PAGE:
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1 in 5 Adults Derailed Care Access Amid Transportation Barriers

Boosting public transit investment and offering Medicaid-supported nonemergency medical transportation can kickstart care access stalled by transportation barriers, RWJF researchers said.

Over 20 percent of US adults, mainly low-income individuals, experience transportation barriers that hinder care access, leading to at least one missed medical appointment in the past year, revealed an Urban Institute and Robert Wood Johnson Foundation study.

When it comes to healthcare access barriers, transportation takes the driver's seat as a key social determinant of health. Without adequate transportation, issues such as hunger, loneliness, and unemployment can accelerate at a faster pace.

Since the COVID-19 pandemic, the boom of telehealth helped steer care access around transportation barriers for some individuals, as per the Urban Institute researchers. Although telehealth has successfully reduced transportation obstacles for certain types of healthcare, such as mental health and primary care services, it can't replace in-person care for all health needs.

Using information from the June 2022 round of the Urban Institute's Health Reform Monitoring Survey of adults aged 18 to 64, the study focused on adults who do not have access to a privately owned vehicle.

Although transportation challenges, such as high gas prices and vehicle maintenance costs, can affect individuals with access to a vehicle, those without a privately owned vehicle experience transportation barriers at a higher rate. This is particularly true for those who rely on public transportation.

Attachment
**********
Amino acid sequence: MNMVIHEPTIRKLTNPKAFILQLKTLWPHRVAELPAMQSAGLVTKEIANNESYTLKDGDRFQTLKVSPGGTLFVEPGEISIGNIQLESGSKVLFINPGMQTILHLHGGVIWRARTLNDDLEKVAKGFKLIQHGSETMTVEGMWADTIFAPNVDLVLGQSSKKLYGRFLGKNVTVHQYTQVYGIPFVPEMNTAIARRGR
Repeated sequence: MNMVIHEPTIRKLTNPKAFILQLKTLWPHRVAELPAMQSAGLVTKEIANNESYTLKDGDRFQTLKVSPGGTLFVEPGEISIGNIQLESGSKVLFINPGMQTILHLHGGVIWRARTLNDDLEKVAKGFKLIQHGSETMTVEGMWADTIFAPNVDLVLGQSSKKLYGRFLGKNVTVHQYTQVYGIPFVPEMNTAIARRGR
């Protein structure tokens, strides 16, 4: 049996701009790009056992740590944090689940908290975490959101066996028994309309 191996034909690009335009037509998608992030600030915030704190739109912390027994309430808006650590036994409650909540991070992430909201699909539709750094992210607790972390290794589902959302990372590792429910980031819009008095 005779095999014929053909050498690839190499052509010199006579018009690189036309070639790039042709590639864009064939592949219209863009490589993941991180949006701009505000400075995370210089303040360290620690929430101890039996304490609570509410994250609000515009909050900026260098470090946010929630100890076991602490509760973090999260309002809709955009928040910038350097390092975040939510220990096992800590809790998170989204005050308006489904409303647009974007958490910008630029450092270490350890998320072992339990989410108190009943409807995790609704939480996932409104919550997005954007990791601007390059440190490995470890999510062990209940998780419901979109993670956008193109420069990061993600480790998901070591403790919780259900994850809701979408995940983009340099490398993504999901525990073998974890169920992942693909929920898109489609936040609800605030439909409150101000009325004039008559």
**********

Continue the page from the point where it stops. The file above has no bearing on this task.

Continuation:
Transportation barriers such as lack of access to a vehicle or public transit impacted 21 percent of adults as they forwent care, according to the 2022 poll.

However, the rate was lower for those with good public transportation access who did not own a personal vehicle, as only 9 percent of them reported skipping medical appointments, according to the poll.

The study found that 91 percent of adults had access to a vehicle, but Black adults, those with low family incomes, individuals with a disability, and those with public health insurance or without any coverage had significantly lower access rates. Anywhere from 78 to 83 percent of people in those groups had access to a vehicle.

While private motorized vehicles are the primary mode of transportation in the US, many people, especially those residing in urban areas, with low incomes, or identifying as Black or Hispanic/Latinx rely on public transit to get around.

Approximately 5 percent of all nonelderly adults reported skipping necessary medical care in the past year due to transportation issues. This problem was more common among people from low-income families, individuals with disabilities, and those on public health programs.

The poll revealed that transportation-related barriers to healthcare were experienced by 14 percent of people from low-income families, 17 percent of adults with disabilities, 12 percent of adults covered by public health insurance, and 13 percent of adults without household access to a vehicle.

“This analysis provides new evidence on transportation barriers to health care, highlighting the importance of public transit accessibility in promoting equitable access to health care for states, local governments, and other stakeholders to consider when weighing investments in public transit,” the Urban Institute researchers stated.

Gaps in healthcare access due to transportation-related issues could be filled by either expanding public transit investment or through Medicaid coverage of non-emergency medical transportation. However, NEMT benefits can differ from state to state due to Medicaid’s flexibility.

“Policymakers may also consider expanding transportation benefits in health insurance plans—such as the Non-Emergency Medical Transportation benefit in Medicaid, which varies considerably across and within states to include coverage of public transit fares,” the researchers continued.

Although Medicaid plans must provide their members with access to non-emergency medical transportation, only 29 percent of Medicaid beneficiaries are aware of this benefit, as a past survey showed.

Moreover, out of those aware of NEMT or rideshare benefits, only 37 percent utilized them. Furthermore, ridesharing services have become increasingly popular in recent years as an attempt to eliminate transportation as a barrier to care, particularly for individuals who don't have access to public transit.

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